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Remains of Pilot Killed in WWII Finally Laid To Rest

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While funerals are never a pleasant occasion, they can be more than just heartbroken gatherings. For some families, having a family member laid to rest gives them peace and a sense of closure.

That’s certainly true for the family of Army Air Forces 2nd Lieutenant Lynn W. Hadfield, who disappeared on March 21, 1945, during WWII when his plane was hit by the Germans.



Since then, his family has carried on and expanded, but they never stopped wondering what had happened to Hadfield.

According to the Defense POW/MIA Accounting Agency, three years ago, in 2016, a German researcher notified the DPAA that he’d found a crash that could be Hadfield’s.

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The search led them to a horse paddock, about 10 miles from Dulmen, Germany. During the last several months of 2016, the site was assessed, the plane excavated, and the remains DNA-tested.

The tests confirmed that the remains were Hadfield’s, and researchers were also able to identify his deceased crew members as well.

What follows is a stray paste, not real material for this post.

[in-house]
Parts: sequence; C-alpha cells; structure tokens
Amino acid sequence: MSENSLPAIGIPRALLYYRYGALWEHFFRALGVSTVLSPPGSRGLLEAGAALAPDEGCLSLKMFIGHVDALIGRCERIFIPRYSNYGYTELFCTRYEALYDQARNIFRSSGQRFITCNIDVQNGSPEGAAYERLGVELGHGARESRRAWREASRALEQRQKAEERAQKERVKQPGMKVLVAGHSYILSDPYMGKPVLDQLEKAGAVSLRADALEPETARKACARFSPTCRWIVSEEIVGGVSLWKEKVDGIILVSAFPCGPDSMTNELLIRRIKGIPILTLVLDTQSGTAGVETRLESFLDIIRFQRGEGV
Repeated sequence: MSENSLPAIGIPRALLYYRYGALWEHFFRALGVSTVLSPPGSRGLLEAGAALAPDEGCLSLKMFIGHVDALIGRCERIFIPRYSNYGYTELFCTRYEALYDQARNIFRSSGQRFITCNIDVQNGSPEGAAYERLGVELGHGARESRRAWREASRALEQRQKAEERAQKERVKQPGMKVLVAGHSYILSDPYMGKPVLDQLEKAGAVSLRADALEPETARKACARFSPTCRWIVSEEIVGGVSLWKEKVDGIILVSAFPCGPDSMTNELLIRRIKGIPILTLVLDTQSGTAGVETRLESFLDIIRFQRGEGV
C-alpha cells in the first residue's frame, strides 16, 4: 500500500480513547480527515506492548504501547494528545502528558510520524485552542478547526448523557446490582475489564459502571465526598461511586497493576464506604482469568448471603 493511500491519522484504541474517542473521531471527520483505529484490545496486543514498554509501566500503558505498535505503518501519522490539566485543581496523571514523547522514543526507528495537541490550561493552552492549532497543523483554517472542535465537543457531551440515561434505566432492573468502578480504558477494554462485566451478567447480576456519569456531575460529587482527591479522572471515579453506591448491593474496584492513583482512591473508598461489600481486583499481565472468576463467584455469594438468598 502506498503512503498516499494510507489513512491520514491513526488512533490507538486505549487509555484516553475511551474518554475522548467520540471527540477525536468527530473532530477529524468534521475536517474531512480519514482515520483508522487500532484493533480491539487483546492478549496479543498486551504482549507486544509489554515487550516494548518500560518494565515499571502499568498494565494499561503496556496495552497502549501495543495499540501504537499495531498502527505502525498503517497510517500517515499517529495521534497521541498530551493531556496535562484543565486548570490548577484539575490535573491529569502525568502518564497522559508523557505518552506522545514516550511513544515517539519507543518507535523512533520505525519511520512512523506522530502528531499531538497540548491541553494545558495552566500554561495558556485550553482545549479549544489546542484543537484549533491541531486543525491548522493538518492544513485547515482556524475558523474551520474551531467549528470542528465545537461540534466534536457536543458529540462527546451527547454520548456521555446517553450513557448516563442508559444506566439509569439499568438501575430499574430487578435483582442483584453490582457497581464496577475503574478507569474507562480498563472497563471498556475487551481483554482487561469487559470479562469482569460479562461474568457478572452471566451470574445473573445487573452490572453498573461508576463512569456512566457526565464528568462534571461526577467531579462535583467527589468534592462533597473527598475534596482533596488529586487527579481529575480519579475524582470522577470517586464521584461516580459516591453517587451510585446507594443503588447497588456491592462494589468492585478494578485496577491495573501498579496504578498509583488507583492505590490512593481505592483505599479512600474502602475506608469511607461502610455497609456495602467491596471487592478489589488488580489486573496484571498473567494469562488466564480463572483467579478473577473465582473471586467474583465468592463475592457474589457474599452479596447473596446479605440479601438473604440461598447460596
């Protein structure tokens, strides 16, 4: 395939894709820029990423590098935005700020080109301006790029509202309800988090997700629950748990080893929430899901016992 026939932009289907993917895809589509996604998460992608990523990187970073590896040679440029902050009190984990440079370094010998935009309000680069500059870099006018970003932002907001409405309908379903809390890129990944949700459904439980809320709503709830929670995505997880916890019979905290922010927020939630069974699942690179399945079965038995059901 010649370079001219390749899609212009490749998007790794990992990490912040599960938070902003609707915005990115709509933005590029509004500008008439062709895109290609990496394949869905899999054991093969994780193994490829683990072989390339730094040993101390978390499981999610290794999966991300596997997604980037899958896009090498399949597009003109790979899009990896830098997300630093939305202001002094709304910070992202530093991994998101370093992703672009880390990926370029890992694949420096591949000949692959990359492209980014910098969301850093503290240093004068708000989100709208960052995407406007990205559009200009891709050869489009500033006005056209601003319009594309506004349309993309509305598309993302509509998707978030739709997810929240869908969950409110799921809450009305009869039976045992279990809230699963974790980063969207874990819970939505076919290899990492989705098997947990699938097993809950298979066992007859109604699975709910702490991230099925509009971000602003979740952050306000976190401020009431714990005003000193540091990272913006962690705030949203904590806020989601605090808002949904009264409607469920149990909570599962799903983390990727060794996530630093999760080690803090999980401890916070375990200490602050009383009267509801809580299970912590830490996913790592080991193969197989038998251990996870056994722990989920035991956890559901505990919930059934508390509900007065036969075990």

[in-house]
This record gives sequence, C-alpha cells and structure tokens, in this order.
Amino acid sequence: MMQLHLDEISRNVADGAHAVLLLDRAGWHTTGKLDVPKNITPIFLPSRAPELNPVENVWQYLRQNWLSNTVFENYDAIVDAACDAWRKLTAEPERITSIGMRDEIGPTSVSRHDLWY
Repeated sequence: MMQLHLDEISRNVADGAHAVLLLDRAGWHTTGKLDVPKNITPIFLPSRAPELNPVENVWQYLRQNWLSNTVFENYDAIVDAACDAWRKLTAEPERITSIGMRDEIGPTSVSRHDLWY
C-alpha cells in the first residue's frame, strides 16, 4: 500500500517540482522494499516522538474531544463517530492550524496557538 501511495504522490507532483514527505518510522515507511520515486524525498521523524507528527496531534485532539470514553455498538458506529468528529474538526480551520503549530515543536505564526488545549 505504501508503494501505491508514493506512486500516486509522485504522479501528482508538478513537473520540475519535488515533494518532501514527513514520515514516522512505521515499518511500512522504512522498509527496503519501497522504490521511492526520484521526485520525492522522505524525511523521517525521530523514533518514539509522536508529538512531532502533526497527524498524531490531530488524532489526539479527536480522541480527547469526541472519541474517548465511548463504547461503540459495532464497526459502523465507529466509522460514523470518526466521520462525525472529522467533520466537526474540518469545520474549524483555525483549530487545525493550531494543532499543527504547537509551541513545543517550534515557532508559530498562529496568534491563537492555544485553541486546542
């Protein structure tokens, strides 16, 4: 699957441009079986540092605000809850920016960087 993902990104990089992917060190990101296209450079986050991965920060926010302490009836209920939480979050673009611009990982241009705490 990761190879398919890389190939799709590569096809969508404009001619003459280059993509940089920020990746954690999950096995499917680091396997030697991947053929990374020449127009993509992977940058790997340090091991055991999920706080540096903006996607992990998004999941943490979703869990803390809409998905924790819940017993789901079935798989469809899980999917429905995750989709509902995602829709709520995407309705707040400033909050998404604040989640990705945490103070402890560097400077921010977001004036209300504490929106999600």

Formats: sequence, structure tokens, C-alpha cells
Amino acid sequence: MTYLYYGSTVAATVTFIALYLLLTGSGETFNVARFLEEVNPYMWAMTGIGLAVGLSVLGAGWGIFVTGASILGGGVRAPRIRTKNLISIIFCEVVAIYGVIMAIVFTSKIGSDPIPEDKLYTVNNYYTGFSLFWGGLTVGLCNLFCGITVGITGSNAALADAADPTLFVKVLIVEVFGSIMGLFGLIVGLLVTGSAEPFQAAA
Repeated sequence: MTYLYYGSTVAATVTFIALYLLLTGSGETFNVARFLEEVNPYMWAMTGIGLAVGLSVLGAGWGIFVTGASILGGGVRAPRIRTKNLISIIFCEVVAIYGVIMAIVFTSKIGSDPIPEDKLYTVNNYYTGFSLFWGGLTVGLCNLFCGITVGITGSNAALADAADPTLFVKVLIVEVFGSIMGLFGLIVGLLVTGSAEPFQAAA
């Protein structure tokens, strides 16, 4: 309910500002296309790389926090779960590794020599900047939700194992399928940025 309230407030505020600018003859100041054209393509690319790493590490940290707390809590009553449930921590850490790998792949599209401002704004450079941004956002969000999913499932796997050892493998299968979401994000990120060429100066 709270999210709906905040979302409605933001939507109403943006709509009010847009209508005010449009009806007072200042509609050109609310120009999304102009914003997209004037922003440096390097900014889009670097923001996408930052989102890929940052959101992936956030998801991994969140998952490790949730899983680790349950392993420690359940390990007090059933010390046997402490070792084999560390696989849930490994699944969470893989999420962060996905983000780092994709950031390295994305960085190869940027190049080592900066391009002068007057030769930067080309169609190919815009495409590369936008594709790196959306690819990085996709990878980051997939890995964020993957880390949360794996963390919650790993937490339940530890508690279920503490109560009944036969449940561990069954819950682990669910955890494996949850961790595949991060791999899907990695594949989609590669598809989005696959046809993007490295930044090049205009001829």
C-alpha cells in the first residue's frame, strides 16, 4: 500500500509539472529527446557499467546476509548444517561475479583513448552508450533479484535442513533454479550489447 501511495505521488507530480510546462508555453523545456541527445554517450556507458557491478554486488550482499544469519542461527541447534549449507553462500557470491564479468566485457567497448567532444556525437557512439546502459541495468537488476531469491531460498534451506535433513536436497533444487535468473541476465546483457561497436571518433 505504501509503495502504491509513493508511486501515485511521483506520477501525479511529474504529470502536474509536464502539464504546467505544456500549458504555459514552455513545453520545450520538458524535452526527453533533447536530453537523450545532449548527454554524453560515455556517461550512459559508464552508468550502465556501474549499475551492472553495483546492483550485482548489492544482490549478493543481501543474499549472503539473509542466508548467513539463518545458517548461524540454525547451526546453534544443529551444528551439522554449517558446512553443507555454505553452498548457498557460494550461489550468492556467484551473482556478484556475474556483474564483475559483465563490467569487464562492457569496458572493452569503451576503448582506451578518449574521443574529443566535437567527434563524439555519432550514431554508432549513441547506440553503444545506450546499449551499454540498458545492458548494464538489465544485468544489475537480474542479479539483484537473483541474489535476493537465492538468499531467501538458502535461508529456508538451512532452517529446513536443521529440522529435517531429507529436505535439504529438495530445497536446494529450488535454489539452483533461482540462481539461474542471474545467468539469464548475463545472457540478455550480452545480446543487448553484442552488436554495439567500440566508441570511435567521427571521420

Hadfield’s family was thankful that he’d been found at last, and his funeral was planned for March 21, 2019, which was 74 years to the day since his plane was shot down.

“My Grandfather, Lynn W. Hadfield: WWII Pilot – killed on March 21st, 1945 finally being put to rest *74 years to the day* later,” CT Turner, Hadfield’s grandson, posted on March 19.

“I am honored, proud and amazed that after a lifetime of searching we finally have the privilege of bringing our Grandfather and Father home this week.”



“My family and I are deeply grateful to *everyone* who made this possible, and to my Son-in-Law, SSGT Sean Scheller, who is escorting Lynn’s remains home today.”

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“Our only wish was to bring him home in time for his daughter, my mother, to say goodbye to her father…that is happening.”



Even though Turner’s mother and Hadfield’s daughter, Mary Ann Turner, had been only 2 when her father died, she’s found it comforting to be able to close the door on this chapter.

“An emptiness is filled,” she told The Salt Lake Tribune, “and I have a lot of peace that I’ve never known before. It’s wonderful.”

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